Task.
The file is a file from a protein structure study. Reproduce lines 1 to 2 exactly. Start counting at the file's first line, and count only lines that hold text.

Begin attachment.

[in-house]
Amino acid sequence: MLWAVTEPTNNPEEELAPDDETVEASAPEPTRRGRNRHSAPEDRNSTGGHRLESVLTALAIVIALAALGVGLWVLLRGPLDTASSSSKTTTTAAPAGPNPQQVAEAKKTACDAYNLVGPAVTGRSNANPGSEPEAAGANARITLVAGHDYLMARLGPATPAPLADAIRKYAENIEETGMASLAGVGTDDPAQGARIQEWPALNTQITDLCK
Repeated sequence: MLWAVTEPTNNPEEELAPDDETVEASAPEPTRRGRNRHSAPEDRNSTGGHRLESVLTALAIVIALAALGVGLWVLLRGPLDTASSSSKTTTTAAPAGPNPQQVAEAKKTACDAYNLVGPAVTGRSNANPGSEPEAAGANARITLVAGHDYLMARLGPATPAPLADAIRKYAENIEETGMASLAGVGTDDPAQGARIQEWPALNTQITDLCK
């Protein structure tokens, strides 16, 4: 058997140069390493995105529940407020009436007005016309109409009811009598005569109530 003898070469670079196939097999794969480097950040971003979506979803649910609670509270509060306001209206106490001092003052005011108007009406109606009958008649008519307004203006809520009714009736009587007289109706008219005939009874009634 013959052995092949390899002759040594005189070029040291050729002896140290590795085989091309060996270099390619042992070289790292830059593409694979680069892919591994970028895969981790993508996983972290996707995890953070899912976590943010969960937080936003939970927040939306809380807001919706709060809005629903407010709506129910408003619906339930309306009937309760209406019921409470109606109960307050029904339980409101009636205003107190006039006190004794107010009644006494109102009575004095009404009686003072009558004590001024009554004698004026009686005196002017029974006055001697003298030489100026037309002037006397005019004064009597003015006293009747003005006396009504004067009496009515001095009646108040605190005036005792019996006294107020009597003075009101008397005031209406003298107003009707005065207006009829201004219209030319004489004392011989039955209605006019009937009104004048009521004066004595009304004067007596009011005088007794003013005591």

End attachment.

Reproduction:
[in-house]
Amino acid sequence: MLWAVTEPTNNPEEELAPDDETVEASAPEPTRRGRNRHSAPEDRNSTGGHRLESVLTALAIVIALAALGVGLWVLLRGPLDTASSSSKTTTTAAPAGPNPQQVAEAKKTACDAYNLVGPAVTGRSNANPGSEPEAAGANARITLVAGHDYLMARLGPATPAPLADAIRKYAENIEETGMASLAGVGTDDPAQGARIQEWPALNTQITDLCK